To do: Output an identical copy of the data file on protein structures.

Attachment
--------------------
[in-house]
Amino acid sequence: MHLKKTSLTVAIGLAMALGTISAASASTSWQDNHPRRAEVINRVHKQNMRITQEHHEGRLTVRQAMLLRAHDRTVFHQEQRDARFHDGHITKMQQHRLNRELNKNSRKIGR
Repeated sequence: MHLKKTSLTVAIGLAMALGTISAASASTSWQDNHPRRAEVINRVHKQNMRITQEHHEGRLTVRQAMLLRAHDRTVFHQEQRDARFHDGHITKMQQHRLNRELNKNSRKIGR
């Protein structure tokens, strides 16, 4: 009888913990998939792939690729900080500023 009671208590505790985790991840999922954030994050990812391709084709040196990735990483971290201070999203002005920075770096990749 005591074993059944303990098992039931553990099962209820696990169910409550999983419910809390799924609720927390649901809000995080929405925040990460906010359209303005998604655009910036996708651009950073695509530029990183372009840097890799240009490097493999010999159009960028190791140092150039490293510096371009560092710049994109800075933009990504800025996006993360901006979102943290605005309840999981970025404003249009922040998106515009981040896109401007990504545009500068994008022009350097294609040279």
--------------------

[in-house]
Amino acid sequence: MHLKKTSLTVAIGLAMALGTISAASASTSWQDNHPRRAEVINRVHKQNMRITQEHHEGRLTVRQAMLLRAHDRTVFHQEQRDARFHDGHITKMQQHRLNRELNKNSRKIGR
Repeated sequence: MHLKKTSLTVAIGLAMALGTISAASASTSWQDNHPRRAEVINRVHKQNMRITQEHHEGRLTVRQAMLLRAHDRTVFHQEQRDARFHDGHITKMQQHRLNRELNKNSRKIGR
């Protein structure tokens, strides 16, 4: 009888913990998939792939690729900080500023 009671208590505790985790991840999922954030994050990812391709084709040196990735990483971290201070999203002005920075770096990749 005591074993059944303990098992039931553990099962209820696990169910409550999983419910809390799924609720927390649901809000995080929405925040990460906010359209303005998604655009910036996708651009950073695509530029990183372009840097890799240009490097493999010999159009960028190791140092150039490293510096371009560092710049994109800075933009990504800025996006993360901006979102943290605005309840999981970025404003249009922040998106515009981040896109401007990504545009500068994008022009350097294609040279």